The leading publication for genealogical research in Essex County, Massachusetts, this quarterly journal has been published since 1981 by The Essex Society of Genealogists (founded in 1975). Within the pages of this journal are selections of cemetery transcriptions, bible records, vital and church records relating to families from Essex County, Massachusetts. The Essex Genealogist has had published numerous Ahnentafel’s (Ancestor Tables) of the ancestry of their members, as well as verbatim transcriptions of lectures over the years. This journal continues to serve those researching Essex County families with valuable resources now entering nearly four decades in print.

The indexing for these records includes full names, Publication year (not the year of the record), and article titles and authors.

This update is made possible by the efforts of our volunteers David Anderson and Meghan McDonagh. If you would like to get involved in the database digitization and indexing process, or just find out more, please contact Rachel Adams, Database Services Volunteer Coordinator via email at rachel.adams@nehgs.org.

The entire run of The Essex Genealogist is available at the NEHGS Boston research library, call number F72.E7 E62.

Please note: This database is available to Individual-level and above NEHGS members only. Consider membership.

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New Database: Brattleboro, VT: Wesselhoeft Water Cure, 1845-1848

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Wesselhoeft Water Cure. Photograph 1869?-1890? by D. A. Henry. Public Domain, courtesy of Wikimedia Commons.

 

Today we are making a new database available: Brattleboro, VT: Wesselhoeft Water Cure, 1845-1848. This database provides an indexed listing of the many people who came to Brattleboro Vermont to take advantage of the therapeutic benefits of a spa run by Dr. Wesselhoeft. Notable people included author and abolitionist, Harriet Beecher Stowe (Uncle Tom’s Cabin), poet Henry Wadsworth Longfellow (Song of Hiawatha and Evangeline); and American historian, Francis Parkman Jr, to name a few.

There are over 600 pages of information about the Wesselhoeft Water Cure, lists of patients, and the kinds of conditions that were treated there. The patients came from most every state east of the Mississippi and includes over 1,000 records.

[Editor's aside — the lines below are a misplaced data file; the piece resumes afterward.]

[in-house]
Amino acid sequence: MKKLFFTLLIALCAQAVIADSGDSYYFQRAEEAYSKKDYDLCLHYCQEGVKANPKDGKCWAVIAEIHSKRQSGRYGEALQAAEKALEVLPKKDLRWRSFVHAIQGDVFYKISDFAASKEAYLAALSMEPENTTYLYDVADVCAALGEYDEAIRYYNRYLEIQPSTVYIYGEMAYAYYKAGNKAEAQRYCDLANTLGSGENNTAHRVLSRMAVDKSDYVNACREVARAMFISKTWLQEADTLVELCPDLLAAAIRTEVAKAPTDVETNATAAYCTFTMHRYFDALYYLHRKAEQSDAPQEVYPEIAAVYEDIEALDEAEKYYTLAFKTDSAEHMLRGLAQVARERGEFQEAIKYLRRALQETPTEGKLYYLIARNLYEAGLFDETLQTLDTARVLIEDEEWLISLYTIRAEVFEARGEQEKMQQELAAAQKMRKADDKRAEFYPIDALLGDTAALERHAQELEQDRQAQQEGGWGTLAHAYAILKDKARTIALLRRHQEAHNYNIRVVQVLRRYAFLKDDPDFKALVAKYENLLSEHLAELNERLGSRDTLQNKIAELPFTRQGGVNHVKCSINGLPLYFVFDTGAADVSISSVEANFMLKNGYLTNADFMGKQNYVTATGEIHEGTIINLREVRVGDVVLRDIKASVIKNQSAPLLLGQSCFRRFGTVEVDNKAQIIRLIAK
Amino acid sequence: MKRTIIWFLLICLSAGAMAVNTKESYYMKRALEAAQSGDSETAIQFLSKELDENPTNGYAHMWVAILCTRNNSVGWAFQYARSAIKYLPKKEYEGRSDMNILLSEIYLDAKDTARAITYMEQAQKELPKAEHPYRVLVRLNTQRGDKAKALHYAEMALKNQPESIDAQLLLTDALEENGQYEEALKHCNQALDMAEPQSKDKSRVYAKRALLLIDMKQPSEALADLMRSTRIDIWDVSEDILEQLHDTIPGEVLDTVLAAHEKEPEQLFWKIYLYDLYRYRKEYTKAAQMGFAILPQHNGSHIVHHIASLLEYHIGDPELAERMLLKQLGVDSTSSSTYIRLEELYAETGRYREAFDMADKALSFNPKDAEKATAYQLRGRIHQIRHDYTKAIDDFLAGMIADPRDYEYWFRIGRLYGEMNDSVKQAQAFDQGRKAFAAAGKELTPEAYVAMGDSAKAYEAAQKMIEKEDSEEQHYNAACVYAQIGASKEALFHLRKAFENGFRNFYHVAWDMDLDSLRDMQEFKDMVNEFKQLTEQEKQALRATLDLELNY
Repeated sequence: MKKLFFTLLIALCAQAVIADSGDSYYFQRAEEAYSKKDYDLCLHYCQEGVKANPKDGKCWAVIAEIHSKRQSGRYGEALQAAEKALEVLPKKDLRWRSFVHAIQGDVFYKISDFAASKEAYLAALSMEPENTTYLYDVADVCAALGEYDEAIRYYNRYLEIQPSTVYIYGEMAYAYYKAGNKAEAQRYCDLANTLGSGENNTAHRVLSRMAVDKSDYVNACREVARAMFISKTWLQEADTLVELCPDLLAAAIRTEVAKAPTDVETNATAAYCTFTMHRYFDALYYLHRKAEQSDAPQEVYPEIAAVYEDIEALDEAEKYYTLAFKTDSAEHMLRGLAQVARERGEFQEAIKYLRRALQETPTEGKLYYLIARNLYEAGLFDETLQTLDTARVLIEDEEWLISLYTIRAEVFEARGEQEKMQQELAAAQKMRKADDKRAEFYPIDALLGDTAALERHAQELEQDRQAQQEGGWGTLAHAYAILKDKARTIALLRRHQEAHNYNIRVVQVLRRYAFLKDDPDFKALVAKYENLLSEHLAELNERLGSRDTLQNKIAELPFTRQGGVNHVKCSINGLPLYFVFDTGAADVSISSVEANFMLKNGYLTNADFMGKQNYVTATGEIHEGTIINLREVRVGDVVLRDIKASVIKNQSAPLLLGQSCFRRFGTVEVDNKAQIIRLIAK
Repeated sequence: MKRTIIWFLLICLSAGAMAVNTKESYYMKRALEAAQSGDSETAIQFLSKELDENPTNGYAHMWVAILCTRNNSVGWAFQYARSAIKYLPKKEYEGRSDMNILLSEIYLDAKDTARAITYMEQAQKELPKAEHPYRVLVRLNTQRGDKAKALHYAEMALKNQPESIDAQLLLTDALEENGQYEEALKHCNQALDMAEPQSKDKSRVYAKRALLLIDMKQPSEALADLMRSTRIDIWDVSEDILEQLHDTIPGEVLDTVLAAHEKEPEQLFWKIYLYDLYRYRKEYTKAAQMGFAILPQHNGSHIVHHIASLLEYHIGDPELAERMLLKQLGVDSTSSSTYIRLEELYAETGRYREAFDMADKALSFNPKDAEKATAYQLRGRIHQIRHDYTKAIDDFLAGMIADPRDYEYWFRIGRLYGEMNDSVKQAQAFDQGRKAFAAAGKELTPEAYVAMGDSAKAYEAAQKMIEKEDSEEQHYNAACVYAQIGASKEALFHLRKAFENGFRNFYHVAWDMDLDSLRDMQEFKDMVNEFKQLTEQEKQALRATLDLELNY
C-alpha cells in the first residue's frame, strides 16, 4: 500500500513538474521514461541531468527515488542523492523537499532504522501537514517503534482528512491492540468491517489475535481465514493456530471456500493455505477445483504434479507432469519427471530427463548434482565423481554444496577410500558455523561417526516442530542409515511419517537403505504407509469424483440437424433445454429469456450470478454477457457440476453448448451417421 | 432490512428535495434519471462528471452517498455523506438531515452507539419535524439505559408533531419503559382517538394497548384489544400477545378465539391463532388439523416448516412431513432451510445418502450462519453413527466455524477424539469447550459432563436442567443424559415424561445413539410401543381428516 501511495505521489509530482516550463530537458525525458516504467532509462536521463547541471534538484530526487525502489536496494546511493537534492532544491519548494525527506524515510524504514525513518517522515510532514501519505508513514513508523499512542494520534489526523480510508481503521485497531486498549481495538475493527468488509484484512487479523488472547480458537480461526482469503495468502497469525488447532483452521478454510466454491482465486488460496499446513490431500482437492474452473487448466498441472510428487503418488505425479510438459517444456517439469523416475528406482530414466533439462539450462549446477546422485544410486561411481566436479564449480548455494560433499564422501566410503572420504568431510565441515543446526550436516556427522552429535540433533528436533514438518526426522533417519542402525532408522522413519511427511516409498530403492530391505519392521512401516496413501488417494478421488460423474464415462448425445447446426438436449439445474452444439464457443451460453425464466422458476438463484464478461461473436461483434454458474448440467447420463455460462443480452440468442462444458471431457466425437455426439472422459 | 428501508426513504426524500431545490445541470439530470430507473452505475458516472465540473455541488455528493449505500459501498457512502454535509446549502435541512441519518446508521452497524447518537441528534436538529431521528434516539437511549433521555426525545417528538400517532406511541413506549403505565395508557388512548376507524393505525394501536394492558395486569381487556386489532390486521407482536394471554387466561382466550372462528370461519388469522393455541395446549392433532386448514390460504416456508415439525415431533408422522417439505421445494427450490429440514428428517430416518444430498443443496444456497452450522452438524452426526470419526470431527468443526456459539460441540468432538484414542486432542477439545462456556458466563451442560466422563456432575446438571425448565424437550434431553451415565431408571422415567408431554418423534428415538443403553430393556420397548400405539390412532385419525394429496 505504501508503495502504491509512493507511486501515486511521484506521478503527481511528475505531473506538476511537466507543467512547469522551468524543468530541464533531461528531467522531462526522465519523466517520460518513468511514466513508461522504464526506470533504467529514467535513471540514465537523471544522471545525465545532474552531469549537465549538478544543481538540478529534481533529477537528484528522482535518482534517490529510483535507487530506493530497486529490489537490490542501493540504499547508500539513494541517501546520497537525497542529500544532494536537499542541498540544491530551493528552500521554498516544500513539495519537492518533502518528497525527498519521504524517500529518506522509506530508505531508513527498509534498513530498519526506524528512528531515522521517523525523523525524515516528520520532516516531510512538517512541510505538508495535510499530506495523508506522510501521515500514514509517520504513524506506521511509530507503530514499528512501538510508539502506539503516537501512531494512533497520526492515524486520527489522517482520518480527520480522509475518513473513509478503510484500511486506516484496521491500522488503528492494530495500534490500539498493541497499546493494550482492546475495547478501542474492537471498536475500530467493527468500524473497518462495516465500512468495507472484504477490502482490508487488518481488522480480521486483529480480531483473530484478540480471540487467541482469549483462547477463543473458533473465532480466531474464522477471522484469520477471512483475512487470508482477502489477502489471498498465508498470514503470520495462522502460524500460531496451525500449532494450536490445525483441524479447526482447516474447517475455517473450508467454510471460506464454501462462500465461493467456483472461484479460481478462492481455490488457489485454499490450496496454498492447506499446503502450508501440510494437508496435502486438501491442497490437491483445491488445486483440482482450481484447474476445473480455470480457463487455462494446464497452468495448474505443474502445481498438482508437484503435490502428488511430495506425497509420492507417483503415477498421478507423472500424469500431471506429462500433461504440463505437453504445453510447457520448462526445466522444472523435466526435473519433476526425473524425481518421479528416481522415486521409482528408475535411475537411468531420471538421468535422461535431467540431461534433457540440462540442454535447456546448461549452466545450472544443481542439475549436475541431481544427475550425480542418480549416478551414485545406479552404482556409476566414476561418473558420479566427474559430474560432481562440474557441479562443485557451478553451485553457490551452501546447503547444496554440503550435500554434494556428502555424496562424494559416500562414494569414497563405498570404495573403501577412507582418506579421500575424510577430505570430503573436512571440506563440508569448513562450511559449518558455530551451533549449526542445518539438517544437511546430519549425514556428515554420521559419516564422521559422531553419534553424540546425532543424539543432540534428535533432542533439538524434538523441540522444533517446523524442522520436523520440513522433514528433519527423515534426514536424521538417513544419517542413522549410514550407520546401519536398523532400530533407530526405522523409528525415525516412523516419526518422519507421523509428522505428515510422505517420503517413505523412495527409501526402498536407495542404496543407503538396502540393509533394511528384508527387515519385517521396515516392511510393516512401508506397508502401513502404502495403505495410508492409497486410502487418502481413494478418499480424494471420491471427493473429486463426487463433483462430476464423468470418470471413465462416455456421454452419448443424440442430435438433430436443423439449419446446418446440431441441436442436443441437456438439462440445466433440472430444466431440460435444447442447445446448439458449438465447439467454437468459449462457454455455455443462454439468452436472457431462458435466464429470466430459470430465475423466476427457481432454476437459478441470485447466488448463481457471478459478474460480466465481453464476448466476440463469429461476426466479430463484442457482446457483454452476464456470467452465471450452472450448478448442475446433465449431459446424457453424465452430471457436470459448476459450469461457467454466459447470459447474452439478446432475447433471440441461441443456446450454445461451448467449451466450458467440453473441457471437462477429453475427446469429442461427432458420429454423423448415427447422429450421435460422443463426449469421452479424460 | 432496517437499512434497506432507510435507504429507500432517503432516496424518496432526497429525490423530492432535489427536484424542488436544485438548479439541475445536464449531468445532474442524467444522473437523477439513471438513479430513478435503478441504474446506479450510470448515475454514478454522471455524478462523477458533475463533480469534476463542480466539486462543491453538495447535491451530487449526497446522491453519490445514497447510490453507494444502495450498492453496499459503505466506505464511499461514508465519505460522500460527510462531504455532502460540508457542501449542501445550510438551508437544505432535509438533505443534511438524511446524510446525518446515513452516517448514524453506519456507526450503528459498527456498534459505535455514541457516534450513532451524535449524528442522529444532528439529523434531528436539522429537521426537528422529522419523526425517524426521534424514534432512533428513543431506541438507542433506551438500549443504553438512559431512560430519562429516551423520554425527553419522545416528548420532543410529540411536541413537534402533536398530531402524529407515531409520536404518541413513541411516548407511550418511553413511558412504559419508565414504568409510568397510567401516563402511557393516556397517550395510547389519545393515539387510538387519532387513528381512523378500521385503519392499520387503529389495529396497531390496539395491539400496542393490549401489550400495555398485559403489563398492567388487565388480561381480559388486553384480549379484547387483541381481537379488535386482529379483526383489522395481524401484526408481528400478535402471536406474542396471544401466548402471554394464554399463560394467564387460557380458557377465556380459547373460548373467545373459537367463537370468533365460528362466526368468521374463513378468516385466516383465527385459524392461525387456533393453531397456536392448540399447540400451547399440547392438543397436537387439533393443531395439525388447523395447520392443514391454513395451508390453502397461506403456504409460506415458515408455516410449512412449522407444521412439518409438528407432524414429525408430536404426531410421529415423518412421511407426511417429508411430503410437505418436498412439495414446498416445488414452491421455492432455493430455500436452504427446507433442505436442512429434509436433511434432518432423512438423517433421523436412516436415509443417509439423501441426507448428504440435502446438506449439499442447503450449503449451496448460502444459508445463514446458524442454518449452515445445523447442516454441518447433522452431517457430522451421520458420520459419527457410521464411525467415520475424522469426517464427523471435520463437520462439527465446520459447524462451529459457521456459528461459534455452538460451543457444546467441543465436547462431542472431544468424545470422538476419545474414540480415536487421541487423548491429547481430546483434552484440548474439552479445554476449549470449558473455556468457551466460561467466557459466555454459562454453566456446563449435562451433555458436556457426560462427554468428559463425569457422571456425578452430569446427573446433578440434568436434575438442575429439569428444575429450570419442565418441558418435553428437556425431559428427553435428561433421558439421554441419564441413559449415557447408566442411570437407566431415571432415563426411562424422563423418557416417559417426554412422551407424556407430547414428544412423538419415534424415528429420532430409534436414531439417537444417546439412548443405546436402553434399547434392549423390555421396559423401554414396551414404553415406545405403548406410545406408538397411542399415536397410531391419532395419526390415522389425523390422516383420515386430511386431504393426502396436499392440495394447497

This database comes as a result of our partnership with Jerry Carbone and Whetstone Brook Genealogy and the Brooks Memorial Library who provided access to the Green Mountain Spring. The Wesselhoeft Water Cure is also featured as part of the Brattleboro Words Trail, a project of the Peoples, Places, and Words in Brattleboro, funded in part by the National Endowment of Humanities. More information on the Trail may be found here.

The volumes in this database include:

  • The Description of the Brattleboro Hydropathic Establishment – which is browseable, and provides a perspective on the institution
  • The Green Mountain Spring from 1845 through 1848 – a regular publication of the Water Cure that descibes treatments and include names and dates for patents who visited
  • The pages from The Second Report of the Brattleboro Hydropathic Establishment which contain a full list of the patients who were treated there

This database can be searched with the following:

  • First and last name – in many records the first name only contains initials. For best results use just the last name.
  • Year
  • Location – this is the home residence of the patient who came to the Water Cure

Please note: This database is available to all NEHGS members.

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New Volume for The Maine Genealogist

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The Bridge to South Harpswell, Maine, 1914. Public Domain in the United States, courtesy of Wikimedia Commons.

 

We are very happy to have added volume 35 (2013) to the database of the genealogical journal The Maine Genealogist. This update adds over 220 pages and 5,100 searchable names to the database.There image above was inspired by the article beginning on page 165 of this volume: “Daniel Ridley of Harpswell and Bowdoin Maine”.

Published since 1977, The Maine Genealogist is the quarterly journal of Maine Genealogical Society, founded in 1976. Beginning as a newsletter for the society, the publication evolved into The Maine Seine, published until 1990. The title was changed to The Maine Genealogist in 1991, and each issue, now 48 pages, contains scholarly articles on Maine families, emphasizing the solving of long-standing problems and primary source documentation.

The indexing for these records includes full names, Publication year (not the year of the record), and article titles and authors.

This update is made possible by the efforts of our volunteer David Anderson. If you have some time and would like to get involved in the database digitization and indexing process please contact Rachel Adams, Database Services Volunteer Coordinator via email at rachel.adams@nehgs.org.

The entire run of The New England Historical and Genealogical Register is available at the NEHGS Boston research library, call number F16.M345.

Please note: This database is available to all NEHGS members.